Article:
Option 2 - Population-based surveys

The Demographic and Health Survey (DHS) website has posted national data on stillbirth rates for 49 surveys from 38 countries [64]. These surveys are by far the largest source of national data from LMICs. Given the lack of vital registration data on stillbirths in LMICs, reliance on survey-based estimates is inevitable for the near future, and given that 98% of stillbirths occur in LMICs—this data source cannot be ignored. The majority of DHSs consist of a complete live birth history for each woman of reproductive age in the sample. Many also include a contraceptive calendar in which monthly data on each respondent's contraceptive use, pregnancy status, and pregnancy outcomes are collected for the 60-month period prior to interview. These data permit calculation of stillbirth rates.

DHS stillbirth rates range from 3.4 per 1000 (in Ukraine) to 37.0 per 1,000 (in Bangladesh). Excluding the surveys in Bangladesh and Nepal, DHS stillbirth rates do not surpass 20 per 1,000. However, the Bangladesh DHS estimate is similar to the high-quality estimate from demographic surveillance data in Matlab, Bangladesh [65].

Evidence from countries with adequate historical data suggest that an SBR:ENMR ratio of approximately 1.2 can be expected in high mortality countries [50]. Only 5 of the 49 DHS surveys show ratios greater than one. For sub-Saharan African countries, the regional (population- based) ratio is only 0.55, and ranges from 0.61-0.64 for the remaining regions, suggesting extreme under-reporting in the large majority of these countries. Moldova stands out as an extreme outlier with a ratio of 3.2, suggesting likely misclassification between stillbirths and early neonatal deaths. In a separate analysis of stillbirth rates from multiple data sources, DHS calendar-based stillbirth estimates were found to be approximately 30% lower than other population-based studies, after controlling for other study and population characteristics [7]. As currently implemented, the contraceptive calendar is not a reliable source of stillbirth data.

Over the past 20 years limited research attention has been applied as to how best to collect population-based pregnancy loss data. In 1989, Casterline analyzed the pregnancy loss data in 41 World Fertility Surveys and concluded that these pregnancy histories in their various formats detected from 50-85% of recognizable pregnancy losses, as compared to results from prospective, clinical studies in Western countries [66]. As expected, late fetal losses tended to be better reported than earlier miscarriages. Garenne noted the highly reliable reporting on perinatal mortality in Niakhar, Senegal, when comparing pregnancy history data to DSS data [67]. Goldman et al. [68], Westoff et al. [69], and Becker and Sosa [70] studied the effects of using a truncated pregnancy history in Peru, the Dominican Republic, and Costa Rica, with varying results depending on the outcome studied. Stanton found the reliability of reporting stillbirths in two national DHS-type surveys using pregnancy histories from the Philippines to be lower than for early neonatal or infant deaths [71].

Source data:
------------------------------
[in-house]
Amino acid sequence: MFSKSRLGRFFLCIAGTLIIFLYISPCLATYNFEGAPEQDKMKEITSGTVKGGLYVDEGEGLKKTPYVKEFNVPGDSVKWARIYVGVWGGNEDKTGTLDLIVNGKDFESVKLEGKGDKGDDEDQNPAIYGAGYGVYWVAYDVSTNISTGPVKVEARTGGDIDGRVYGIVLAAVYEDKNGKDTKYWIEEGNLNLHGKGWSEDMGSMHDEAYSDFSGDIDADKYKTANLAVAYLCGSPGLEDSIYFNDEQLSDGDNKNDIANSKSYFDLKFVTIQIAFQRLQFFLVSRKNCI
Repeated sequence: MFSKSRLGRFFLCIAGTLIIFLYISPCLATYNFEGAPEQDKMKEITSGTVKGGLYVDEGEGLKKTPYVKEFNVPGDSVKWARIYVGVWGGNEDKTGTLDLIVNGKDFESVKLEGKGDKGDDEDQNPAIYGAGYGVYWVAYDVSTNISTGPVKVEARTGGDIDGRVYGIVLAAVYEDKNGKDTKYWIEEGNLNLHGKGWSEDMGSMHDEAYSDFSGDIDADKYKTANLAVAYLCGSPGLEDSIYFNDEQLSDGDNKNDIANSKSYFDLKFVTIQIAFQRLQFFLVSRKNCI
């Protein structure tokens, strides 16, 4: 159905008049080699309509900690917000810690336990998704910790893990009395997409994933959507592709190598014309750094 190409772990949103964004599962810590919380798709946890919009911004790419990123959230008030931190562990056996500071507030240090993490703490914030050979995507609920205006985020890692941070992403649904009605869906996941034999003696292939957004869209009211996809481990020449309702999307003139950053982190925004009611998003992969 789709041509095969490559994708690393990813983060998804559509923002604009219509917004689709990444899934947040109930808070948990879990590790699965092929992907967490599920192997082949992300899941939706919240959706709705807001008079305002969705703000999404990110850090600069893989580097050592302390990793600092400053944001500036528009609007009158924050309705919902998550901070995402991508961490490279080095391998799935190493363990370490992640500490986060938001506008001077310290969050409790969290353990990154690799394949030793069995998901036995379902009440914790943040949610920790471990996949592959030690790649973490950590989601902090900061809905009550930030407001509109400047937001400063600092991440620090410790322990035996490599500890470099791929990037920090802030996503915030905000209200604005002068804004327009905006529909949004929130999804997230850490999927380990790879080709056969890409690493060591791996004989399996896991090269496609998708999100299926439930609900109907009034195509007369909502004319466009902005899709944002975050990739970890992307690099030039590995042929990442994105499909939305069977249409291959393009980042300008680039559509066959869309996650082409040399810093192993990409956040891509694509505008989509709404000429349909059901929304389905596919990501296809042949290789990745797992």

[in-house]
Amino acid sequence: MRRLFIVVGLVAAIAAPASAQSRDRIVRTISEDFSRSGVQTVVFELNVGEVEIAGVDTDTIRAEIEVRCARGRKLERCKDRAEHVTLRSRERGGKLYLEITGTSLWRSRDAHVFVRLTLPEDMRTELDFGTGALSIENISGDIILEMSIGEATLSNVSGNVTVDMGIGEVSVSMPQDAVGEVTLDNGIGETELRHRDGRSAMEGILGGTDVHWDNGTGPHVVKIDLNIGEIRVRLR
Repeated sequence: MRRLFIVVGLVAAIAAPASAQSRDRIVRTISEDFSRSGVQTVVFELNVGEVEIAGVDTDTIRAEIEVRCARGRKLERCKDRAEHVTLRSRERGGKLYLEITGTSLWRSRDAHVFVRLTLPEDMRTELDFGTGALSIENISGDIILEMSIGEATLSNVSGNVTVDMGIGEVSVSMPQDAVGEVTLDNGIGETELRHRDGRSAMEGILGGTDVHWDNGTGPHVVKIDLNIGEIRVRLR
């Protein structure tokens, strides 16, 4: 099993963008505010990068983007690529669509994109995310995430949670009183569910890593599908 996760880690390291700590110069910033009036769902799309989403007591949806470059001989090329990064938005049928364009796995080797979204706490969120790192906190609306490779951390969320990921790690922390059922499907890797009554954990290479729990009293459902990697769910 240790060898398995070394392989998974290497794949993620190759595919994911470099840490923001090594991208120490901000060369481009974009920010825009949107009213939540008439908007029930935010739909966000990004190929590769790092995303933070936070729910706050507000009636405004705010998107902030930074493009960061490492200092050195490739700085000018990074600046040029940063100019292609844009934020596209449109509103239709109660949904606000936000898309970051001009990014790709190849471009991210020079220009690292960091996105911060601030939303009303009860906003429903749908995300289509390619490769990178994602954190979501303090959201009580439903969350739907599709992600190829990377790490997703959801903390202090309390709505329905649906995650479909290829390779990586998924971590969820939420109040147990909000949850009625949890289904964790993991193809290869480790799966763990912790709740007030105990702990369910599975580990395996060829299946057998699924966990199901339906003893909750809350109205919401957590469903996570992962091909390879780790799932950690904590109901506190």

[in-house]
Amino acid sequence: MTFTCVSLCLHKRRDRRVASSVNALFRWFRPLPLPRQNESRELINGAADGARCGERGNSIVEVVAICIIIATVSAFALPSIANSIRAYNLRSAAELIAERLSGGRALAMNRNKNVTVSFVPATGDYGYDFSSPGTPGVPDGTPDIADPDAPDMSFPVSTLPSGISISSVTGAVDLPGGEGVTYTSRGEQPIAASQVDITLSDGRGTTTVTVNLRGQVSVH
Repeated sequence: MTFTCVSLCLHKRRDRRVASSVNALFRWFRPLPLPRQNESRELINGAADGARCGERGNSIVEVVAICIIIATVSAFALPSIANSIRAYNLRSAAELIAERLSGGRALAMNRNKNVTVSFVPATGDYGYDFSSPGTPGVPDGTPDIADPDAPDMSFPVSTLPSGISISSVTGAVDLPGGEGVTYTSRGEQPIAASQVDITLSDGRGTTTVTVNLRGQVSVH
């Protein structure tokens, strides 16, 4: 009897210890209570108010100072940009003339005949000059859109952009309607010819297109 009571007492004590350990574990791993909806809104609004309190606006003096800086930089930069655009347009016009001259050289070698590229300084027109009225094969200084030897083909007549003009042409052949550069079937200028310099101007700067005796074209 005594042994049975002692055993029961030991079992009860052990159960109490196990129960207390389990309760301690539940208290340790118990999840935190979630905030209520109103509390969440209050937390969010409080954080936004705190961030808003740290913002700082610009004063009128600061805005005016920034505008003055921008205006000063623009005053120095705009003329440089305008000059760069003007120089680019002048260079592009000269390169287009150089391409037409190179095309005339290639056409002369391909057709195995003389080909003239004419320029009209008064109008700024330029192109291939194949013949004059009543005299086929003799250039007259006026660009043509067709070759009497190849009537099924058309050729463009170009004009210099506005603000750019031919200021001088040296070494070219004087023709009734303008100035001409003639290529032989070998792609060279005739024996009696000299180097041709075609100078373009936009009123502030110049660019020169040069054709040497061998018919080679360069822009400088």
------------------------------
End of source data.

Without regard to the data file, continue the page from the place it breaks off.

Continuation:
To date the most rigorous examination of the validity of self-reported pregnancy outcome data was undertaken by Espeut in Bangladesh: comparing DSS data from Matlab, Bangladesh, matched to respondents in a DHS survey in which respondents were randomly assigned a questionnaire with a live birth or pregnancy history. In summary, a 91% sensitivity rate was found for reporting in the survey on stillbirths. In contrast, the sensitivity rate for early neonatal deaths varied from 79-81% in live birth and pregnancy histories; among stillbirths in the DSS, 3% were misclassified as live births, and 9% were misclassified as abortions (suggesting difficulty in recalling gestational age) compared to self-report in the surveys [72]. The goal of future validation efforts should not be restricted to identification of the highest quality approaches but should quantify the loss of data quality in choosing, for example, a truncated vs. complete live birth or pregnancy history, or a survey covering wide-ranging issues vs. a highly focused questionnaire. Immediate progress can be made by carefully reviewing the wide variation in current data collection processes—including the formulation of questions that would elicit reporting on pregnancy losses. Likewise, assuring increased attention to the definition of stillbirth during interviewer training and improving supervision in the field could also lead to immediate improvements in data quality.

Option 3 - Demographic surveillance sites and special research studies